Category Archives: 09 OTHER FICTION

Edition Review: American Gods x Anansi Boys (B&N Collectible Edition 2016)

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The moment I saw this beautiful edition online, I knew I just had to have it. I’m a big Gaiman fan so imagine my excitement when I learned that it’ll be available in my country.

The cover art was designed by Jim Tierney. I love the silver and blue theme. The typography design really stood out against the black leather base. It’s a truly gorgeous piece.

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The exterior theme extends to the inner jacket. The page trims are also coated with silver.

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The paper is smooth and thin, kinda like The Bible. The book also has a ribbon marker, so no need for bookmarks.

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The book is a bit heavy so I don’t recommend it for casual reading. I bought this book with the intent of displaying it so I don’t really mind the weight. Overall, this is a beautiful edition that any Gaiman fan would love. Definitely worth every penny!

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Eight Minutes by Lori Reisenbichler

3 Stars

The publisher has given me a free copy of this book in exchange for an honest review.

What happens when we die?
Where do our souls go?

Does afterlife exist?

These questions may have different answers for everyone. We all have different beliefs, some are skeptics, and some are believers. These are questions that have prodded my mind since I was little—which is why I’ve always been fascinated by real-life stories about near-death experiences and astral projections.

On the night that Shelly Buckner finally became a mother, she very nearly became a widow. Her husband, Eric, seriously injured in a car accident on the way to the hospital, was dead for a full eight minutes before being revived—all while Shelly was in labor. Those eight minutes changed everything Shelly thought was possible.

Three years later, their son, Toby, brings home an imaginary friend. But he’s no ordinary playmate—John Robberson is a fighter pilot and Vietnam vet. As Toby provides unlikely details about John’s life—and Toby’s tantrums increase—Shelly becomes convinced that John was real and now wants something from Toby. But her husband has his doubts, and as Shelly becomes involved, even obsessed, with finding out the truth, their marriage begins to disintegrate. Torn between protecting her child and keeping the peace with her husband, Shelly desperately searches for a way to finally put John Robberson out of their lives.

It’s hard to discuss the book without spoiling too much of the story so I’ll be very vague. The story’s focus is on Shelly and I liked how the author built up her character. You’ll really sympathize with her and feel for her even if she can get a bit crazy at times. All the characters, not just her, were very well-written (although, I didn’t like Eric very much). Personally, I liked how realistic the book portrayed relationships and the impacts one aspect of your life could have to you and the people around you. I was able to put myself in Shelly’s shoes—what if my boyfriend or someone close to me suddenly changes like that? I honestly don’t know how I would deal.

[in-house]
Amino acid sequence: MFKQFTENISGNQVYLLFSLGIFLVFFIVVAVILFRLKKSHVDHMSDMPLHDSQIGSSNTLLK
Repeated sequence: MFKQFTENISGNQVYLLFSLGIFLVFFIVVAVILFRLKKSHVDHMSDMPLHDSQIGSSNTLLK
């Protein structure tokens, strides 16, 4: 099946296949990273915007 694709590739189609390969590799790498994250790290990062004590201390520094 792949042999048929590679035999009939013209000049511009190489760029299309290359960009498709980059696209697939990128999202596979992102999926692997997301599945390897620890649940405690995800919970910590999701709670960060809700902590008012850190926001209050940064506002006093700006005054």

The story can be a little creepy at times but that’s part of its charm. I actually thought this could easily have been a horror story, but don’t worry, it isn’t. I just wish the pacing was a bit faster but overall it was a really good story. If you’re into books like If I Stay or Lovely Bones then you would love this book.

My First Book Depository Experience

One of every bookworm’s worst nightmares is not finding a certain book in your area, or worse–in your country. And sometimes, e-books just aren’t enough. This was exactly what happened to me, so I turned to Book Depository. I’ve known about it for ages but I’ve never really bothered availing its services. For one, I just can’t wait that long to get a book, second, most of the books I want are available in Fully Booked (a local bookstore)–until one wasn’t. For some reason, Fully Booked didn’t have Joe Abercrombie’s Half A King. And by “didn’t” I meant they never had it and probably never will. Which in my opinion is absurd because, hello, it’s Joe Abercrombie! I desperately wanted a copy because I wanted to gift it to someone for his birthday (he’s been looking for it for ages), so I finally gave in and tried Book Depository.

Half a King

I’ll admit, the experience wasn’t perfect. The original 7-10 business days shipping (as stated in their site) didn’t push through and I was on a deadline. I had to get the book before my friend’s birthday. Three days after I sent my order (the book was available according to their site), it still hasn’t been dispatched. So, finally, I decided to contact them for help–and I have to say, their customer support system is beyond commendable. Their customer advisor, May Sherif, was very attentive and they don’t send “template” replies. They really answered my every mail. When my order still didn’t arrive after a week, they decided to dispatch another copy for me!

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After a few days, my book finally arrived. It was in pristine condition and came with a bookmark. In the end, my first Book Depository experience turned out to be a very pleasant one. I’d definitely buy from them again!

 

 

 

The Night Circus by Erin Morgenstern

3 Stars